Since crisis management is not taught in either nursing training or medical education, the day-long course began with a unit introducing the topic. During this introductory unit, reservations were identified prior to the simulation, including the fear of having to perform “onstage”. The role of the trainers to moderate and provide guidance for crisis management was again expressly stated. The six core elements of debriefing outlined by the Boston Center of Medical Education [11] were shared as the basis for successful training.

During the second unit, the topic of conflicts between the professional groups was addressed. In the course discussion, example situations of conflict in the clinical setting were examined and analyzed from different points of view. Students’ personal experiences were also included. The unit’s objective was learning to recognize potentials for conflict and accept them as having an influence on routine communication.

The third theoretical unit covered the pathophysiology of a fall brought on by syncope or stumbling, with the possible resulting injuries. A strategy for verifying vital functions, performing physical examination, and addressing necessary further care of the patient was presented to the students. Making all students aware of the procedure for providing emergency care is a goal. All three theoretical units are meant to place the participants on the same level concerning theoretical knowledge of the skills necessary to provide emergency care.

The enacted scenarios basically consist of three phases. During the first phase the participants must assess the acute risk to the patient. To accomplish this, the vital functions are taken and a full-body examination performed (see Figure 1 [Fig. 1]). In the second phase, treatment according to priority is expected. In the case of hypoglycemia these measures should focus on placing the patient on his or her side if unconscious and administering glucose intravenously. If a fracture is present and the patient is stable, treatment for pain should take place through strategically positioning the patient and pharmacotherapy. In the third phase decisions about further care, diagnostics, and whether or not to transfer the patient to the ICU must be made.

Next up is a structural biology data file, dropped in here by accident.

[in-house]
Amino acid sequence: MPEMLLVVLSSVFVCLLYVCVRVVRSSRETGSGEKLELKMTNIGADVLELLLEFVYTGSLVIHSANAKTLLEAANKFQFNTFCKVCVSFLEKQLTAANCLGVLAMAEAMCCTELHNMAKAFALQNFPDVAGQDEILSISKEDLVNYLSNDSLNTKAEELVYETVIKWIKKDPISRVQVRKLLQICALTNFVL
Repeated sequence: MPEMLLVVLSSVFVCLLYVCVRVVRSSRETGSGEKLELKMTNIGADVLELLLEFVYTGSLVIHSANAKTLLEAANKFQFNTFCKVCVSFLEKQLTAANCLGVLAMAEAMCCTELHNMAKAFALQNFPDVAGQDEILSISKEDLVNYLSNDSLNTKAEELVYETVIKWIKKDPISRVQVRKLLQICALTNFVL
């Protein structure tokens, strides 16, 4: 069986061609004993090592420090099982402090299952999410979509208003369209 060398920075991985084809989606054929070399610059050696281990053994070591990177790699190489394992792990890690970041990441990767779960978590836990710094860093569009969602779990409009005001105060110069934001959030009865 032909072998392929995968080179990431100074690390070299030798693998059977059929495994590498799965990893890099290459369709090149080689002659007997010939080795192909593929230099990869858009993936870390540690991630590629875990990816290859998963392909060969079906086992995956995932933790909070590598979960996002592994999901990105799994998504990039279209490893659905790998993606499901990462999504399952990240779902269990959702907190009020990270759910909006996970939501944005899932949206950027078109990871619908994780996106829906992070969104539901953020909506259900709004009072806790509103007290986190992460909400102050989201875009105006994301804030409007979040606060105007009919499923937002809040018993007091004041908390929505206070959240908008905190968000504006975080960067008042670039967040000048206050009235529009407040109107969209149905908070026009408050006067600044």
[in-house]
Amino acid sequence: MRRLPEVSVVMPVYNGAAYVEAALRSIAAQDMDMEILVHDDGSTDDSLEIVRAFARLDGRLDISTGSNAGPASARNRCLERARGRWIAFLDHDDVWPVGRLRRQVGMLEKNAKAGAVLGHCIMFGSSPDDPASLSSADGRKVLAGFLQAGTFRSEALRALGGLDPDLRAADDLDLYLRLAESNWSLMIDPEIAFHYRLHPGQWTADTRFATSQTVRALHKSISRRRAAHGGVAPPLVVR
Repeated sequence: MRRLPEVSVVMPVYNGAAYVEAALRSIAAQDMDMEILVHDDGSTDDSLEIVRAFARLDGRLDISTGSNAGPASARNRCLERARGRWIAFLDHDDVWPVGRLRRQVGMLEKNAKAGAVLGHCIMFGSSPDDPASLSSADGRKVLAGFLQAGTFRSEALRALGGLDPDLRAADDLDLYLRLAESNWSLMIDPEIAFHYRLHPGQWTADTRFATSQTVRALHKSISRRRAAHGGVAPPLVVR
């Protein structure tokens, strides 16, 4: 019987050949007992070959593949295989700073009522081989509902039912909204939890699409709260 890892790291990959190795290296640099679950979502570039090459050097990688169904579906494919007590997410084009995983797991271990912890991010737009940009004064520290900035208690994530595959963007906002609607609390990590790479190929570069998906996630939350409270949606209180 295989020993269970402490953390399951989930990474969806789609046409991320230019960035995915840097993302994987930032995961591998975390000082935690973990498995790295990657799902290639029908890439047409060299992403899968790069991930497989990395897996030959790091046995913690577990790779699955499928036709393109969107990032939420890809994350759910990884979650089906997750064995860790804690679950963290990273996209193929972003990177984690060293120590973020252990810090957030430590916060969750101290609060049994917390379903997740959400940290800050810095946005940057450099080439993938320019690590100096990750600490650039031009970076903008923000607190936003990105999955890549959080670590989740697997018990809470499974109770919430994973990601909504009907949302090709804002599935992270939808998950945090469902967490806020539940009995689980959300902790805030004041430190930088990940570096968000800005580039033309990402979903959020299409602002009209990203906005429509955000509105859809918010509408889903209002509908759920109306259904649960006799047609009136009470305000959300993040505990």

Following each simulation there was a 15-minute debriefing, during which the positive aspects were emphasized by the trainers. Afterwards, the teams were responsible for suggesting improvements regarding their simulated scenario. Particular value was placed on the team members all being simultaneously aware of the relevant suspected diagnoses, therapies and priorities when giving the emergency care. At the end the observers were invited to share their views. Structuring the session in this manner prevented participants from feeling criticized by the outside viewers right from the start of the debriefing. The debriefing concept was pointed out to participants as a good example for structuring follow-up discussions in the hospital setting.

At the close of each day, feedback was gathered from the participants (flash method) in order to implement immediate changes to the course if needed.

Upon conclusion of the training course a written evaluation was carried out using a questionnaire. Six statements were evaluated on a five-point scale of 1 (hardly applicable) to 5 (strongly applicable). The questions were drafted by the trainers with the goal of assessing the cooperation among them in regard to shared cognitive models (questions 1 and 2), the general sense of team among physicians and nurses on the ward, along with participant experiences during training (question 3 and 4), and identifying the importance of the simulated training to education (questions 5 and 6). Questions 1 and 2 cover the competency objective of “adequate communication”; questions 3 and 4 address “successful teamwork”, and questions 5 and 6 the evaluation of the “simulation” as a teaching method. Analysis and description is done with mean values and standard deviation using Excel© (Microsoft, Redmond, WA, USA). In addition, participants had the opportunity to share their evaluations of the course in essay-like written responses.

3. Results

The spoken responses at the end of the teaching sequence gave no indication that immediate changes to the course design were needed. Both days were conducted in an identical manner. The evaluations are presented as the mean value of the five-point scale for all participants with standard deviation (see figure 2 [Fig. 2]). The actions of the nursing students were rated in terms of comprehensibility with 4.4 (±SD 0.67) by the nursing students and by the medical students with 3.75 (±SD 0.83). The fifth-year medical students rated the comprehensibility of their actions with 4.1 (±SD 0.44) and the nursing students rated them very nearly the same with 4 (±SD 0.71). Team coherence between physician and nursing staff was rated with 3.15 (±SD 1.19) by the nursing students and 3.5 (±SD 1.22) by the fifth-year medical students. During the simulation, the results here were 4.5 (±SD 0.59) for the nursing students and 4.38 (±SD 0.69) for the fifth-year medical students. Simulation as a teaching method with the goal of making the actions of the other profession understandable was evaluated by the nursing students with 4.15 (±SD 0.79) and the fifth-year medical students with 4.5 (± SD 1.22). The question about the usefulness of the acquired knowledge in terms of professional practice was rated with 4.05 (SD ±0.82) by the nursing students and with 4.00 (±SD 1.23) by the fifth-year medical students. The questionnaires were not analyzed according to gender due to the small sample size.